LLMs are changing the way we build and maintain AI-powered products. This will lead to new methods and guidelines for the lifecycle of LLM-powered applications. The term LLMOps stands for Large Language Model Operations which is a new set of tools and best practices to manage the lifecycle of LLM-powered applications, including robust development, deployment, and maintenance. The short definition is that LLMOps is MLOps for LLMs, so to make LLMOps compatible with ML Dev Tooling, it is important to integrate these techniques with existing ML workflows and tools. This will help ensure that the additional capabilities required for LLMOps are incorporated into the overall workflow and that LLMs can be effectively deployed and monitored in production.
- Addressing the ambiguity of natural languages: LLMs sometimes output inconsistencies that must be consistently tracked and corrected. This also includes ensuring model fairness and avoiding biases.
- Managing costs and latency: While individual calls to an API may not be expensive, the costs can add up quickly as the number of calls increases, making it expensive to use an MLOps API. Hosting an MLOps system can also be costly as it requires heavy infrastructure. Fine-tuning can also be challenging if the needed hardware is unavailable.
- Data management, Scalability and Query performance of vector databases: Vector databases require careful management of data to ensure that the vectors accurately represent the underlying data points. As the amount of data stored in a vector database grows, it can become challenging to scale the database to handle the increased load
- Integrating with existing tools and workflows: One important consideration is how well the LLMOps tool integrates with existing tools and workflows, such as data sources, data engineering platforms, code repositories, CI/CD pipelines, monitoring systems.
LLMOps best practices
An effective LLMOps strategy can ensure optimal language model performance, scalability, and efficiency, enabling organisations to unlock their full potential and gain a competitive edge. Best practices in LLMOps include :
- Prompt engineering: it involves crafting prompts that guide the model towards producing the desired output. Keeping track of the different prompts and their performance will lead to easy, quick and reproducible experimentations which will improve the communication between the members of a team.
- Vector database : a type of database that stores data in the form of vectors (or embeddings in the context of NLP). It can help improve the performance and accuracy of LLMs by providing them with relevant context to guide their responses.
- CI / CD : an effective CI/CD system can help improve the performance and reliability of LLMs by ensuring that they are always up-to-date with the latest changes and improvements. It will also ensure that pipelines in production are updated quickly and reliably.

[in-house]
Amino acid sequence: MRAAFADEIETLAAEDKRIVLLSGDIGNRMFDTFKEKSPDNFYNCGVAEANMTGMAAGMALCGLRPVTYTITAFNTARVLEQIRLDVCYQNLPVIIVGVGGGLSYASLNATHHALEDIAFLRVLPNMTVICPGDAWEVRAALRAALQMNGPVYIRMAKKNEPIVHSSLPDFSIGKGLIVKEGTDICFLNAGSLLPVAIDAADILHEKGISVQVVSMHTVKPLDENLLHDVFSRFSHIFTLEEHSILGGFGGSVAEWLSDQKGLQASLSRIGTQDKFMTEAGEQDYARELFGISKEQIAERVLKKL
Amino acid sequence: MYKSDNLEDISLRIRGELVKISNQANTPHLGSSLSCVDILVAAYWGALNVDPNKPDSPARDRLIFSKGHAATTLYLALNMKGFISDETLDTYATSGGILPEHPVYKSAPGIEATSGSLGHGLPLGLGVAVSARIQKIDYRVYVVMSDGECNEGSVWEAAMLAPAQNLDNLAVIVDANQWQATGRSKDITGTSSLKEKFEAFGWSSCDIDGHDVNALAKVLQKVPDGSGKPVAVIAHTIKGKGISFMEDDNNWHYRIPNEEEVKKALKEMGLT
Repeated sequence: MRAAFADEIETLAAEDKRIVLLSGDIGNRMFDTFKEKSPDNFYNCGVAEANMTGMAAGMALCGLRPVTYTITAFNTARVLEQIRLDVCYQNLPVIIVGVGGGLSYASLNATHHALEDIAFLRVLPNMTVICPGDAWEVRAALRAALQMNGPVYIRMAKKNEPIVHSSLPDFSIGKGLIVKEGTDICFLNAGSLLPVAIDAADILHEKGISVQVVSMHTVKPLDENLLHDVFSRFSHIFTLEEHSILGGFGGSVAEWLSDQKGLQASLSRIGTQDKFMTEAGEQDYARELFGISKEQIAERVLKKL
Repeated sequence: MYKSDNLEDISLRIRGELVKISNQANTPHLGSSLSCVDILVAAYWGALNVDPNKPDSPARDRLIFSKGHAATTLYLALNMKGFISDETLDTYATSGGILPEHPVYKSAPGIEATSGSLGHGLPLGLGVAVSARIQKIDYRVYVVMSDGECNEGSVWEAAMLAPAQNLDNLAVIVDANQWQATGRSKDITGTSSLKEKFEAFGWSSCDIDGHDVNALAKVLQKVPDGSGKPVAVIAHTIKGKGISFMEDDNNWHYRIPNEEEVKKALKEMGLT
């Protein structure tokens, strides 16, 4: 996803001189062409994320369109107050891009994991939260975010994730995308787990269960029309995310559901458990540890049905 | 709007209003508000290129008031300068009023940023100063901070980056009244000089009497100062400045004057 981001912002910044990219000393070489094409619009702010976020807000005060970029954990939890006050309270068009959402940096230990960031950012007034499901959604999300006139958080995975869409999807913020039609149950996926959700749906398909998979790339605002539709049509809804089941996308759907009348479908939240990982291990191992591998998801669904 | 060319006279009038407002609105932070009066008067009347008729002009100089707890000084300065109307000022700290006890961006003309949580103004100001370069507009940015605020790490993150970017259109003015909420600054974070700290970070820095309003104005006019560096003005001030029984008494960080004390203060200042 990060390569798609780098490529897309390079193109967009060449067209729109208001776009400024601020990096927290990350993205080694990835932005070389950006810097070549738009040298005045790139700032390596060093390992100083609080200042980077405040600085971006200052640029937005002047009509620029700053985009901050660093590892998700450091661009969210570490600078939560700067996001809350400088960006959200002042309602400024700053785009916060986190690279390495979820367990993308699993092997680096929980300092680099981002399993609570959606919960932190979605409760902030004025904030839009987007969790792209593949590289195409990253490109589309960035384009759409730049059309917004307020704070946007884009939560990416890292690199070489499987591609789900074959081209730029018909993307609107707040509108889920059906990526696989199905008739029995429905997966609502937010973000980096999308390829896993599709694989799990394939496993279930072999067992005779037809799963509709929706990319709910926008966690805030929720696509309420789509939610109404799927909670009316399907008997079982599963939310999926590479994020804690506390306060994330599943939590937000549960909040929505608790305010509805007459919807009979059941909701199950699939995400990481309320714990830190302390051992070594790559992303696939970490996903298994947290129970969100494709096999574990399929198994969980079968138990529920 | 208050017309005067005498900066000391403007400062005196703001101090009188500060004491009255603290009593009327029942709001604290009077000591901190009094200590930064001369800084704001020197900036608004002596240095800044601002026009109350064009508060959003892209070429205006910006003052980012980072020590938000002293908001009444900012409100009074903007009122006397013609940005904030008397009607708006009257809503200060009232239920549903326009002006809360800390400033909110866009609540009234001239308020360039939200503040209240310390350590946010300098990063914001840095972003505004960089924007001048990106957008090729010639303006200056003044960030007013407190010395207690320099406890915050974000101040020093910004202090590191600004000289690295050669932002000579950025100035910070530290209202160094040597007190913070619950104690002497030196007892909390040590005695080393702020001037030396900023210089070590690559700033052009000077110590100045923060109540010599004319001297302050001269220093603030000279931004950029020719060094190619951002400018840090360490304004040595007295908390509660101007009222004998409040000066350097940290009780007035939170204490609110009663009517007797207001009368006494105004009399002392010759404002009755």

- Fine Tuning LLMs : it includes making the data format suitable for the application, keeping track of the hyperparameters, using appropriate evaluation metrics and being mindful of potential biases.
- LLM deployment : it involves setting up the infrastructure to run LLMs, including selecting the appropriate hardware resources and designing an architecture that can effectively handle large volumes of data and support real-time applications.
- LLM observability : monitoring the performance of LLMs and troubleshooting issues as they arise. A good practice would be to detect any potential problem and be able to quickly fix it and update the pipeline.
The following figure presents an example of an LLMOps architecture that shows where some of the best practices fit into the LLM lifecycle.
- Prompt Engineering and the Vector database as a critical part of the data pipeline.
- LLM deployment and observability as orchestrated tasks.
- Model selection, validation, hyperparameters as tracked experiments.
New tools are spawning everyday in the rising field of LLMOps. The following list is a set of the best tools that were available to date. In order to keep up with the latest tools we suggest to constantly have a look at this github repository that is constantly updated regarding the newest and latest tools : https://github.com/tensorchord/awesome-llmops.
- Open source LLMs: MPT, Falcon, Llama.
- Modelling: Langchain, Langflow, LlamaIndex.
- Experiment tracking: ClearGPT, WandB prompts.
- Evaluation: Langkit, PromptFoo.
- Fine tuning techniques : PEFT, QLoRA.
- Monitoring : Grafana, Prometheus.
In conclusion, LLMOps is an emerging field that focuses on managing large language models. Some best practices include prompt engineering, deploying LLMs, and monitoring. There are several challenges associated with implementing LLMOps, including addressing the ambiguity of natural languages and managing costs and latency. Several tools are available to help teams monitor the performance of LLMs in production.
As the field matures, LLMOps is expected to continue to evolve and grow as more organizations adopt large language models and seek to optimize their performance. As the field matures, we can expect to see the development of new tools and techniques to help teams effectively manage their LLMs and unlock their full potential.
At Alleycorp Nord, we have been working on generic LLMOps solutions that are easy to tailor for a variety of projects (all projects are different!). Your project relies on LLMs and you think you would benefit from more automated tools? We would be happy to chat, contact us!